In systemic sclerosis (SSc; scleroderma) patients in edematous phase, hand edema is often present. Manual lymph drainage (MLD) stimulates the lymphatic system and reduces edema. Our aim was to evaluate the efficacy of MLD in reducing edema and in improving functionality of the hands and perceived quality of life (QOL) in SSc patients in edematous phase.
Of 35 SSc patients with edematous hands, 20 were treated with MLD according to the Vodder technique once a week for 5 weeks (intervention group), and 15 served as the observation group. Patients were evaluated at enrollment, at the end of treatment (T1), and after 9 weeks of followup (T2) by volumetric test (assessing hand volume), the Hand Mobility in Scleroderma (HAMIS) test, and 4 visual analog scales (VAS; scored 0–10) evaluating the perception of hand edema and pain and their interference on daily activities. QOL and disability were assessed by the physical synthetic index (PSI) and mental synthetic index (MSI) of the Short Form 36 (SF-36) and by the Health Assessment Questionnaire (HAQ).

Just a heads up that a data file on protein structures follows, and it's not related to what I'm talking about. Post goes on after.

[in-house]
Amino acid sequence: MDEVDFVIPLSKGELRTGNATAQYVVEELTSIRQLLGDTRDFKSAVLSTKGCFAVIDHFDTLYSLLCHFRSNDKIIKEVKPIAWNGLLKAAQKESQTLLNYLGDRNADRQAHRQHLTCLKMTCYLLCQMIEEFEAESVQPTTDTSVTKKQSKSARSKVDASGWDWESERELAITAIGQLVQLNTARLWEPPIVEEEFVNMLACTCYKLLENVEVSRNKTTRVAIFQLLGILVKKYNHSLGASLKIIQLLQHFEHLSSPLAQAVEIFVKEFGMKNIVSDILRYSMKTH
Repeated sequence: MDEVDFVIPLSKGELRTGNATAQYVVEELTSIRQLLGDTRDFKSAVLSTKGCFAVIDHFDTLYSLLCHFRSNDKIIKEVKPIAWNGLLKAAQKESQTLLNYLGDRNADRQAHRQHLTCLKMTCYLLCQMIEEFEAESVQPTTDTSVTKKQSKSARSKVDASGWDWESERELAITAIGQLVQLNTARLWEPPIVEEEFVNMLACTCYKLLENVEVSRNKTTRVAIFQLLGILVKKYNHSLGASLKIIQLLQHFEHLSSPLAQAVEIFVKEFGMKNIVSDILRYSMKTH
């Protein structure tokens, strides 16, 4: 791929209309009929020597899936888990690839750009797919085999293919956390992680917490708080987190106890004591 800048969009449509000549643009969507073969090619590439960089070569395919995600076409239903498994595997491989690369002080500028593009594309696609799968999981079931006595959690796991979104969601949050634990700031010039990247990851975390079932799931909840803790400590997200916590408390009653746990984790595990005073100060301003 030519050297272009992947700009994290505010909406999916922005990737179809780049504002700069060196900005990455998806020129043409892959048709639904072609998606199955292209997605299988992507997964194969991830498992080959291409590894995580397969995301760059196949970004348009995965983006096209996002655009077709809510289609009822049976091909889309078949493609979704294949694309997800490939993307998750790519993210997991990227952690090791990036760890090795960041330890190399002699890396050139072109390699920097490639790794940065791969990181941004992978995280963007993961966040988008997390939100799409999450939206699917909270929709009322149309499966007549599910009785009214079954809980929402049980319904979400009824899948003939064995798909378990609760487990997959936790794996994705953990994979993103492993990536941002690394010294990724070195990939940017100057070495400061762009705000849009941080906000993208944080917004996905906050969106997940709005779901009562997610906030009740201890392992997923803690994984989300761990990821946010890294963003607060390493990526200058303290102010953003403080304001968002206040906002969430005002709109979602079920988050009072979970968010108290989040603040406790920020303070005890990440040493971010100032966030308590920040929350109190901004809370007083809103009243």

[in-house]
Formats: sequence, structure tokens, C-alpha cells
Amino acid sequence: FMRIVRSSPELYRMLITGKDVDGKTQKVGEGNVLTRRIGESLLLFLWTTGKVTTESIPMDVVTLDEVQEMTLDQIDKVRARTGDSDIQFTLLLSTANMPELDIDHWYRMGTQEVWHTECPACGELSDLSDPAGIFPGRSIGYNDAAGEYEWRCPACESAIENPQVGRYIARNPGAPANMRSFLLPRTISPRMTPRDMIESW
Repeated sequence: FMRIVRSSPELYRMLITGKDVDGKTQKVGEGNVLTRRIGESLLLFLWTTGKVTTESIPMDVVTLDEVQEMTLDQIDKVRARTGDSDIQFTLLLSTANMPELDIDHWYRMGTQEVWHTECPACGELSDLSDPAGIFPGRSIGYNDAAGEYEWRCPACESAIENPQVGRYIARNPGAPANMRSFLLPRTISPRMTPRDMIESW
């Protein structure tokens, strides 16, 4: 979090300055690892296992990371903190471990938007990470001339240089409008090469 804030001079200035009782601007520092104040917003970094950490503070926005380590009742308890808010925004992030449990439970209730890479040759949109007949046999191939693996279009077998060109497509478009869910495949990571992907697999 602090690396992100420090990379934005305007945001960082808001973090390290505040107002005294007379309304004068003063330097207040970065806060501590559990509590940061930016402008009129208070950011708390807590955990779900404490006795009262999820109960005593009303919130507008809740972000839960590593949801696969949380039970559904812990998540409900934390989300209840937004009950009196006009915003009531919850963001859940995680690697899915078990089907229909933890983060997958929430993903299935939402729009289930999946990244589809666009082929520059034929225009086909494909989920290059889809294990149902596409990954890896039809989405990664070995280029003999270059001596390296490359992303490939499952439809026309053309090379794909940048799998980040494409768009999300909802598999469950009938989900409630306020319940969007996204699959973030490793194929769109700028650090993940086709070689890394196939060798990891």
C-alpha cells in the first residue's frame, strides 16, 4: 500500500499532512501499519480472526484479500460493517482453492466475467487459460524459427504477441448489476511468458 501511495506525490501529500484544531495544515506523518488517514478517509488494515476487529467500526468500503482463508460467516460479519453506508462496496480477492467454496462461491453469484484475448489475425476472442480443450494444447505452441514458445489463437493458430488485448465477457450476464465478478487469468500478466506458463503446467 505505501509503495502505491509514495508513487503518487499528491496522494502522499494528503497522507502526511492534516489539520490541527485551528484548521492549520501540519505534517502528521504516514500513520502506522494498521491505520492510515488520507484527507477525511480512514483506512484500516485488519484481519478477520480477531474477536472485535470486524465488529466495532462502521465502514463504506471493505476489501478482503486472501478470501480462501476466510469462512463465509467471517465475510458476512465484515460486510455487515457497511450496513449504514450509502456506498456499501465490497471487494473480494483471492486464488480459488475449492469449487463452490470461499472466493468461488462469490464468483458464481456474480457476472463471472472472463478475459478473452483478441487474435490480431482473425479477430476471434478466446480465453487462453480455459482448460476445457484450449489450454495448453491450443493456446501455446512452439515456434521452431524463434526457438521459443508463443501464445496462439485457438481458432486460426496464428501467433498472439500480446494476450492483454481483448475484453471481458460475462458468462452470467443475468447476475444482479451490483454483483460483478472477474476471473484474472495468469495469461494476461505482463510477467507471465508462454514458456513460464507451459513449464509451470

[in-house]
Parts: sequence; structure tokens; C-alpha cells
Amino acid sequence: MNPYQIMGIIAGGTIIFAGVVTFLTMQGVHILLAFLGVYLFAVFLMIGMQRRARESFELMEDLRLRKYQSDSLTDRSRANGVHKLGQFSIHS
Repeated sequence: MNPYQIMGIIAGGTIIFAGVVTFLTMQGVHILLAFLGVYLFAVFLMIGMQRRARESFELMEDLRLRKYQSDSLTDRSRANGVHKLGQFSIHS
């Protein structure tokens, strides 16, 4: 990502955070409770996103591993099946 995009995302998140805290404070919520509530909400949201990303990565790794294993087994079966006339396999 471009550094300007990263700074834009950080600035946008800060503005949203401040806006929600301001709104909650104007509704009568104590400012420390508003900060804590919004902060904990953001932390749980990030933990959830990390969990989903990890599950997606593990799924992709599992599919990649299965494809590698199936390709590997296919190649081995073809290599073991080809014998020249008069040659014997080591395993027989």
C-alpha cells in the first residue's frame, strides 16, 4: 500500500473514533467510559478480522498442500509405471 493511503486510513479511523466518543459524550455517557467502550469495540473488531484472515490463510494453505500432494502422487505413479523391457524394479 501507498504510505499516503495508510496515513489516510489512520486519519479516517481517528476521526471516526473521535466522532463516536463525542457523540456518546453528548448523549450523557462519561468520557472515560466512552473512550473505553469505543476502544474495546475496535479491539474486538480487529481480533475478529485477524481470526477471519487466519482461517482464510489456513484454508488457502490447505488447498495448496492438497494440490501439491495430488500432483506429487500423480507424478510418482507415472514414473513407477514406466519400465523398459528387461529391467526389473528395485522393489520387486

In the intervention group, hand volume, the HAMIS test, and the 4 VAS were improved significantly at the end of treatment (P < 0.001). The results were maintained at T2 (P < 0.001). The HAQ and the PSI and MSI of the SF-36 also improved significantly at T1 (P < 0.001), but only PSI improvement was maintained at T2 (P < 0.001). In the observation group, no improvement at T1 and at T2 was observed.
In SSc, MLD significantly reduces hand edema and improves hand function and perceived QOL.